People

Alan Jacobs

Alan Jacobs was professor of English at Wheaton College in Illinois from 1984-2012, and is now Distinguished Professor of Humanities at Baylor University’s Honors College. A regular guest on the Mars Hill Audio Journal, he earned his Ph.D. from the University of Virginia and his B.A. from the University of Alabama. His professional interests include literary theory and the history of criticism, British Commonwealth literature, and religion and literature. He is the author of numerous books, most recently, The Year of Our Lord 1943: Christian Humanism in an Age of Crisis and How to Think: A Survival Guide for a World at Odds. Jacobs is a popular essayist and columnist and has been published in The American Scholar, Christianity and Literature, Harper'sBooks and Culture, and First Things. Jacobs’s blog Snakes and Ladders investigates themes of art, technology, and culture.

MARS HILL AUDIO Journal

Volume 13

Guests on Volume 13: Richard Noll, on the influence of paganism in the life and thought of C. G. Jung; Armand Nicholi, on Sigmund Freud's religious longings; Jackson Lears, on how advertising detaches us from the world; Alan Jacobs, on Anne Rice and the popularity of her vampire novels; Ken Myers, on reporting about religion; Rand & Robyn Miller, on MYST, the bestselling computer game; Sven Birkerts, on how the act of reading assists in building self-understanding; Stephen G. Smith, on his magazine Civilization, produced in cooperation with the Library of Congress; and Deal Hudson, on the return of melody in modern music.

MARS HILL AUDIO Journal

Volume 12

Guests on Volume 12: George Weigel, on posturing and prudence in pro-life politics; Don Eberly, on the inability of politics to cure cultural problems; David Wells, on recapturing a "weighty" understanding of God; Alan Jacobs, on the Christian conviction of poet Christina Rossetti; Ken Myers, on instances of naturalistic positivism in recent science journalism; Nancy Pearcey, on misunderstanding the history of science; Leon Kass, on the deeper meaning of eating; and John Hodges, on J. S. Bach's Christmas Oratorio.

MARS HILL AUDIO Journal

Volume 11

Guests on Volume 11: Richard Skolnik, on Baseball and the Pursuit of Innocence: A Fresh Look at the Old Ball Game; Laura Nash, on the influence of religious faith in the marketplace; Dick Keyes, on heroism, character, and the imitation of Christ; Douglas LeBlanc, on musings on mortality by the Crash Test Dummies; Ken Myers, on Michael Moore's TV Nation and terminal irony in prime time; Gene Edward Veith, on communicating truth to a cynical age; Alan Jacobs, on Chinua Achebe and the dilemma of living between two cultures; and Ted Libbey, on Beethoven's Missa Solemnis.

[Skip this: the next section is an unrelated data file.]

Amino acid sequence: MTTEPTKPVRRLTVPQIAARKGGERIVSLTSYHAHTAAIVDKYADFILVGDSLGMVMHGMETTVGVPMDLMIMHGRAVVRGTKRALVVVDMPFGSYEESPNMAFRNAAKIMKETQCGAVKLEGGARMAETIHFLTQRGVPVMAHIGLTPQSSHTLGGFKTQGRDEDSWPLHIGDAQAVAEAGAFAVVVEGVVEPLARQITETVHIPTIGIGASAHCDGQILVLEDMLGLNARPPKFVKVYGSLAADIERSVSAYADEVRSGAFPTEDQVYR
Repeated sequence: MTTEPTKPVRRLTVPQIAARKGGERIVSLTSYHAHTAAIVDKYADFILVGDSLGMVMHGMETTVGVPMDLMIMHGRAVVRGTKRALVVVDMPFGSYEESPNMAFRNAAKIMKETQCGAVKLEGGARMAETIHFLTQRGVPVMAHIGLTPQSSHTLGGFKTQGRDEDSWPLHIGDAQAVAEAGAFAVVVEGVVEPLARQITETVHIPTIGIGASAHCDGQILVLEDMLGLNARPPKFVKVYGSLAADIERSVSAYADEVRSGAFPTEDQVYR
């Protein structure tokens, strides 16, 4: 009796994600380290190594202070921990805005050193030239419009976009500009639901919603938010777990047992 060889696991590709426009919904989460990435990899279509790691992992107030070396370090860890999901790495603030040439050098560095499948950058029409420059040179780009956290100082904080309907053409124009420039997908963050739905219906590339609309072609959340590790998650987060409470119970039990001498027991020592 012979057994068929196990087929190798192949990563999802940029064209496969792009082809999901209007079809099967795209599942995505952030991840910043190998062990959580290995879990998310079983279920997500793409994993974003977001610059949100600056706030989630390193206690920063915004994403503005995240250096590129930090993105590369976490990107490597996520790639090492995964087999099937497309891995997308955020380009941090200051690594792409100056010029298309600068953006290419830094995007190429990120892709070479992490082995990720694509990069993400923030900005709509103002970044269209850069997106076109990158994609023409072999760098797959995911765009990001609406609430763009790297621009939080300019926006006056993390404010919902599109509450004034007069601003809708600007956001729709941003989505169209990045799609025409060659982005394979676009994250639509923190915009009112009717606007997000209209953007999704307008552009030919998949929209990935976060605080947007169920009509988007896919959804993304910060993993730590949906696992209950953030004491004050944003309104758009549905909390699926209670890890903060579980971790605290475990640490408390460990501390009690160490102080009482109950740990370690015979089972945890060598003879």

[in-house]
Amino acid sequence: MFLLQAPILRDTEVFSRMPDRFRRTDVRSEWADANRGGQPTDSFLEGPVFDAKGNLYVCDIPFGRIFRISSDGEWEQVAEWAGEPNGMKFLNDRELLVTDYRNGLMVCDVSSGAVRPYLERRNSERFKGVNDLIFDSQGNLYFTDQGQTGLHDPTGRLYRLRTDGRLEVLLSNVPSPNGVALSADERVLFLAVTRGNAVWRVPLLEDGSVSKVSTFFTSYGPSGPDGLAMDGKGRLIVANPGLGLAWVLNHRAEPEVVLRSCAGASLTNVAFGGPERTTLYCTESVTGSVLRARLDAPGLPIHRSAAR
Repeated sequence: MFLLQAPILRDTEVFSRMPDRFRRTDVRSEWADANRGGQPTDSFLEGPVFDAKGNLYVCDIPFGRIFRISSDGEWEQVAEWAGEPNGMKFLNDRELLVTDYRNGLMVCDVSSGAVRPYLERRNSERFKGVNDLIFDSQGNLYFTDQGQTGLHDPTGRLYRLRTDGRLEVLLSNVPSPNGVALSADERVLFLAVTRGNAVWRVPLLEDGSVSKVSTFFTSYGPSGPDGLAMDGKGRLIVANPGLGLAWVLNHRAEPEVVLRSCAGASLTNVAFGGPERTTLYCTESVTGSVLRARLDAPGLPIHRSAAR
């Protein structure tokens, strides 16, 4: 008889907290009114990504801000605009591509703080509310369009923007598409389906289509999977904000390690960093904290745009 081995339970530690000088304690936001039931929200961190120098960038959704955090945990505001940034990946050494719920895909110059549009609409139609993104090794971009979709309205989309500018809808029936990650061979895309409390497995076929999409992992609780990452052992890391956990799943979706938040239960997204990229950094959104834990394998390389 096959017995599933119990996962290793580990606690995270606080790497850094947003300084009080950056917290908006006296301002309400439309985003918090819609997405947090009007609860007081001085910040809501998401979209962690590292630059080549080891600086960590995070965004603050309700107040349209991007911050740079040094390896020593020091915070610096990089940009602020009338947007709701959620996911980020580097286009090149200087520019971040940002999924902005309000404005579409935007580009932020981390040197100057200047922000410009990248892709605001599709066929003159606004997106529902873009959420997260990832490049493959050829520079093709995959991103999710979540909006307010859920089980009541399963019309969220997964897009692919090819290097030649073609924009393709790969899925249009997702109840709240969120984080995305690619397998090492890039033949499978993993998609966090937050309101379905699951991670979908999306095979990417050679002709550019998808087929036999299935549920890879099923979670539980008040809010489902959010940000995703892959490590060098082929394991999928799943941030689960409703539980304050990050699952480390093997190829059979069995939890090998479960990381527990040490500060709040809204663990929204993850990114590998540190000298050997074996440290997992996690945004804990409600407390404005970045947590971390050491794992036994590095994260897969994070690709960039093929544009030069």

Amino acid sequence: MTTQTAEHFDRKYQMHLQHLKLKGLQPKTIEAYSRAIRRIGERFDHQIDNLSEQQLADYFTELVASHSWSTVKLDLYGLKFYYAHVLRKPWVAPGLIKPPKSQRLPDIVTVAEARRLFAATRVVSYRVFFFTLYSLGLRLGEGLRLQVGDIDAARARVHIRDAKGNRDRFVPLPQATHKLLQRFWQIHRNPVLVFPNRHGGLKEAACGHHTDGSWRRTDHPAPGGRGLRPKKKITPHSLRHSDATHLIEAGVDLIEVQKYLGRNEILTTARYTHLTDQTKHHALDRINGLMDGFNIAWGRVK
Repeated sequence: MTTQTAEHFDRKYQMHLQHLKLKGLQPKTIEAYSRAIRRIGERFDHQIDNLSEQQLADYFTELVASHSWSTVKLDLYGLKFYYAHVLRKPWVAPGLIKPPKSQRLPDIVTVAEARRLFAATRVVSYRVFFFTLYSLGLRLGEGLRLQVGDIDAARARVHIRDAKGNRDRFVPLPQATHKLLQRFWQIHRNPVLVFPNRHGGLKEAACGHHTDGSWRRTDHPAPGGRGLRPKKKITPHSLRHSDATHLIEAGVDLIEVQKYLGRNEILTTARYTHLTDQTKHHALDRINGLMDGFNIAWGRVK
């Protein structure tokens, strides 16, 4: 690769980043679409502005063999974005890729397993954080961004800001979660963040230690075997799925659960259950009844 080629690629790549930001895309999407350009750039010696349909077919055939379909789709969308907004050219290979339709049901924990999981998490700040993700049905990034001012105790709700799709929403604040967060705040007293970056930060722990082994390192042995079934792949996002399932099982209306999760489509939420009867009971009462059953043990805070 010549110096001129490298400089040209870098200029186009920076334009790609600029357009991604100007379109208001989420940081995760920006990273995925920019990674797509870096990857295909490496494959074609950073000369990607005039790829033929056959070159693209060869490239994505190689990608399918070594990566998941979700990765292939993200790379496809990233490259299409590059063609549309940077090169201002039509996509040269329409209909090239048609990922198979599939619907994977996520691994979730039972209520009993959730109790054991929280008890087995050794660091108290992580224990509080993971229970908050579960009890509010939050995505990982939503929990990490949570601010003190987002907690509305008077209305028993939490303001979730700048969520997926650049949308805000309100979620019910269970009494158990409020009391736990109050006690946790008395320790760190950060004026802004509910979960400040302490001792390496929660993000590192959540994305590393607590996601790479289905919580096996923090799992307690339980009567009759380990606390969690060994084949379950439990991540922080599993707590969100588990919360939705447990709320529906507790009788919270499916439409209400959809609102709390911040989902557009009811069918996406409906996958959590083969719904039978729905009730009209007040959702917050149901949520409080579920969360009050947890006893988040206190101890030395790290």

MARS HILL AUDIO Journal

Volume 8

Guests on Volume 8: Alan Jacobs, on novelist Iris Murdoch and how fiction encourages reflection in the moral life; Gilbert Meilaender, on "Random Acts of Kindness," cultivating virtue, and the meaning of kindness; Richard Lints, on The Fabric of Theology: A Prolegomenon to Evangelical Theology; Lynn Neary, on religion reporting's rebirth in the mainstream media; Ken Myers, on Recent Periodicals; James Davison Hunter, on the superficiality of journalism; Howard Rheingold, on the viability of "Virtual Community"; and Dominic Aquila, on Estonian composer Arvo Pärt's Te Deum.

MARS HILL AUDIO Journal

Volume 6

Guests on Volume 6: Terry Eastland, on the history of the Supreme Court's interpretation of religious liberty; Ted Prescott, on nudity in art and advertising; Wade Clark Roof, on A Generation of Seekers: The Spiritual Journeys of the Baby Boom Generation; Alan Jacobs, on W. H. Auden's poetry and social philosophy; Ken Myers, on the culture of therapy; Neil Postman, on how technology alters consciousness; Roger Lundin, on The Culture of Interpretation: Christian Faith and the Postmodern World; and Roger Bullard, on Messiah: The Gospel According to Handel's Oratorio.

MARS HILL AUDIO Journal

Volume 4

Guests on Volume 4: Alan Jacobs, on The Bridges of Madison County by Robert James Waller, and why sentimentalism in life and in art is a moral problem; Alzina Stone Dale, on unknown fiction by Dorothy Sayers, and how she was a certain kind of feminist; Ken Myers, on composer John Tavener, and on religious symbolism in high fashion; Paul McHugh, on how psychiatrists allow themselves to be swept up by the Zeitgeist; Herbert Schlossberg, on renewal in the churches and in society; and John Hodges, on Leonard Bernstein's view of religion and music.

MARS HILL AUDIO Conversation 2

The Public Poetry of W. H. Auden

Available for mp3 purchase

Literary critic Alan Jacobs talks about how W. H. Auden returned to the Church after recognizing that liberal humanism had no answers to the problem of human evil. He also discusses the social themes in Auden's poetry, which avoided utopianism and apocalypticism. 58 minutes.

MARS HILL AUDIO Journal

Volume 3

Guests on Volume 3: Andrew Kimbrell, on the bioethical issues discussed in The Human Body Shop; Allan C. Carlson, on From Cottage to Workstation: The Family's Search for Social Harmony in the Industrial Age; Larry Woiwode, on Flannery O'Connor, John Updike, and what fiction is good for; Peter Kreeft, on the reasonableness of faith, the devilishness of deconstructionism, and The Snakebite Letters; Alan Jacobs, on The Children of Men by P. D. James; Thomas Morris, on Blaise Pascal and why people still ask the Big Questions; Jay Tolson, on how Walker Percy's search for authenticity led to his conversion; and John Hodges, on the popularity of Henryck Gorecki's Third Symphony.

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